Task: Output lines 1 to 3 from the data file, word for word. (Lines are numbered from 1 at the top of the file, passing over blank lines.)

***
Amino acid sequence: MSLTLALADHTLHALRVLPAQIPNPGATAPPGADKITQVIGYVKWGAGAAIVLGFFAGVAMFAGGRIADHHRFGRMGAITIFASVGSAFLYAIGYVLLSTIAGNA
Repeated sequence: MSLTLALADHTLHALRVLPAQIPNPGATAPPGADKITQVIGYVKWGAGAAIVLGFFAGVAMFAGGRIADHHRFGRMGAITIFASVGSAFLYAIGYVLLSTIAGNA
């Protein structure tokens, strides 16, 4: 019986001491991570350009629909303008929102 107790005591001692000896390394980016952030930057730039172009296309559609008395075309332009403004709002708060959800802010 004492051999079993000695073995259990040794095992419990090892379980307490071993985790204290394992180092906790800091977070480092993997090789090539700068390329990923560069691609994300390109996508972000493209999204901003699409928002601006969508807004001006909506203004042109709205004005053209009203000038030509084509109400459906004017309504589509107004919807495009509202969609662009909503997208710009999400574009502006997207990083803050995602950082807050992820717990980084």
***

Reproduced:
Amino acid sequence: MSLTLALADHTLHALRVLPAQIPNPGATAPPGADKITQVIGYVKWGAGAAIVLGFFAGVAMFAGGRIADHHRFGRMGAITIFASVGSAFLYAIGYVLLSTIAGNA
Repeated sequence: MSLTLALADHTLHALRVLPAQIPNPGATAPPGADKITQVIGYVKWGAGAAIVLGFFAGVAMFAGGRIADHHRFGRMGAITIFASVGSAFLYAIGYVLLSTIAGNA
């Protein structure tokens, strides 16, 4: 019986001491991570350009629909303008929102 107790005591001692000896390394980016952030930057730039172009296309559609008395075309332009403004709002708060959800802010 004492051999079993000695073995259990040794095992419990090892379980307490071993985790204290394992180092906790800091977070480092993997090789090539700068390329990923560069691609994300390109996508972000493209999204901003699409928002601006969508807004001006909506203004042109709205004005053209009203000038030509084509109400459906004017309504589509107004919807495009509202969609662009909503997208710009999400574009502006997207990083803050995602950082807050992820717990980084």